I paid retail for my Cary Sli50 and don't regret doing so. Most of my other equipment i purchased used here on A-Gon so I got a good deal on those pieces.
If it's something you really want, I don't think it's wrong to pay retail. I often receive discounts from my local dealer, but I don't demand it.
I paid retail once, the very first time I bought hi-end amp. I had bought whole system for 15% off at first, then found out the 200 w amps not good enough. To upgrade within first month to 400 w amp, i had to pay full price for the amp. It was worth it though as I kept the amp for a long time and it was very very good.
I would pay retail (or buy a demo unit) if I wanted to demo the unit at home, and especially if it was a high demand unit with high resale value (such as McIntosh or Audio Research). Like many audiophiles, I like to try different things, and dealers don't stock many items, so I just end up purchasing used here, and if it doesn't work out, sell it again. Of course, somebody must be buying new in the first place.
The trouble with audio is that you can't just walk into a dealer, listen to a system, and know how it will sound in your home. One of the local dealers does well with cash flush people looking for gear that is high end to show off in their $500,000 condo, those guys aren't picky as long as the gear is flashy and has a "name". These are the same guys that had an incredible Dynaudio C4 playing on a McIntosh MC275 amp: terrible combo (no juice for the speakers) not to mention the listening room was a big, square cinder-block room with no acoustical treatment whatsoever.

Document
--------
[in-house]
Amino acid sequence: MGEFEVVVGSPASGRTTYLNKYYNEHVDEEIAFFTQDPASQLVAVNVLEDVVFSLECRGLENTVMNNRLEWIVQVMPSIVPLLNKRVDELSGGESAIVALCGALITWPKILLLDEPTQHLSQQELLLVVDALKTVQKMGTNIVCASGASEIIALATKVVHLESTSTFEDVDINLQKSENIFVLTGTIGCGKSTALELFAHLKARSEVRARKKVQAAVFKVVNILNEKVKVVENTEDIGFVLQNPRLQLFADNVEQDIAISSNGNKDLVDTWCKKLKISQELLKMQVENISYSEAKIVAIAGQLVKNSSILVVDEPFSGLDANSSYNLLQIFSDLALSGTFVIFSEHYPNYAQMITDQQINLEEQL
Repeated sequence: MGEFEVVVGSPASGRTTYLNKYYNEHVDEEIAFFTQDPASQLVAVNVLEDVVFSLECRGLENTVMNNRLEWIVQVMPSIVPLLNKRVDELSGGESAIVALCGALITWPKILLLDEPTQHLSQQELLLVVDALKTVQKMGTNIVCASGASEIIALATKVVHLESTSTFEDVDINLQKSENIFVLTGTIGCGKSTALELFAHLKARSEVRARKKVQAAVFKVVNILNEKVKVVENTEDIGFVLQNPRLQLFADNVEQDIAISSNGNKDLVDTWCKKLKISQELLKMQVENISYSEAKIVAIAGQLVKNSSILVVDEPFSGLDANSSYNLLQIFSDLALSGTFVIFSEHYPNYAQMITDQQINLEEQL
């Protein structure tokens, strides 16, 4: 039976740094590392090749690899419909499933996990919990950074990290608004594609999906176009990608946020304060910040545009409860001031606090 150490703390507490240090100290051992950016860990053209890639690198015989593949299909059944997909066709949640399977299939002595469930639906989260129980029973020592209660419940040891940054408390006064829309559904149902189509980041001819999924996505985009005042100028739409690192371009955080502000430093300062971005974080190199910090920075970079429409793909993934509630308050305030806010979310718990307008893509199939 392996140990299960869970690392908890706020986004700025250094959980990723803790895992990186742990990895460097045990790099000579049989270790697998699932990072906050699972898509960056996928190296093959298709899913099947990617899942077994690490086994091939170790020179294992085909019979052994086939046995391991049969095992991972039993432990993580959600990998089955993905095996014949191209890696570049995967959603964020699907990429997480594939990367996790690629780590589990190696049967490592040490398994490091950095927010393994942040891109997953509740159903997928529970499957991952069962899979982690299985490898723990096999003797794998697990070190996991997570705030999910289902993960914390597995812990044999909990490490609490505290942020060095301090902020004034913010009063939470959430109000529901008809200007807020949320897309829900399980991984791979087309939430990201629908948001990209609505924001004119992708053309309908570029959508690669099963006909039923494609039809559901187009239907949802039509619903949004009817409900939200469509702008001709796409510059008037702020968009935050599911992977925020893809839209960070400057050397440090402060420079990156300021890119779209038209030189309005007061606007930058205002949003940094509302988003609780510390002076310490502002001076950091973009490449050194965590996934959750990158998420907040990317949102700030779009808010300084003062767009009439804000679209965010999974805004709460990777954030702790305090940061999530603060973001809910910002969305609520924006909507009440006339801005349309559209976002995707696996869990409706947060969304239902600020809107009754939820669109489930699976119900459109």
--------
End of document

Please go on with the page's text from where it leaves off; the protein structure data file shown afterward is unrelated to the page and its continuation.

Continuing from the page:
Dealing with audiophiles, many are much pickier, as gear matching can be finicky, and we are often looking for brands other than the big ones that are easily found. The other thing: I am no audio expert, but find myself more knowledgeable about gear and system matching than most people at a dealer. They seem to only know what they sell, and if you ask how your source might match with that preamp they are selling, they give you a blank look. They have to run a business, I get to fool around on the forums, read threads, and see what is working for people.
With that said, if I had money and had a great local dealer who took care of me, I wouldn't hesitate to spend my money with them, at full retail. I work in retail myself, and greatly value service and knowledge. Saving money is nice, but often isn't worth the hassle, and can cost you money in the end. The wrong gear at a discount is still the wrong gear. I do think it is unfortunate that so many customers place monetary concerns as their first, second, and third priorities when buying items. I think it is because we Americans buy way , way too much stuff. If we only made a few important purchases, things that were really dear to us, instead of buying lots of cheap stuff, we would be willing to pay for service, as the purchase would bring us years of enjoyment.
I bought retail Rowland 102 and Benchmark DAC1. Both of them have 5 years warranty but only for the first owner.
Buying new provides always newest revision of the gear. Buying used Benchmark might end-up getting older unit with thin sounding op-amps (Signetics NE5532) or high output impedance on unbalanced outputs. They already have about 10 revisions. Buying used Rowland was also risky since it was brand new technology (Icepower) and reliability was uknown.
A lot has to do with the price point of the product along with availability, and how desireable it is to own. A new Krell amp is not likely to be discounted while a new Cambridge amp may carry an expectation of a discounted price.
I doubt any Ferrari Enzo's are sold at a discount. At the same time, I doubt any Chevy Cavaliers are sold at retail.
In most cases, I can only afford the luxury ticket items purchased used.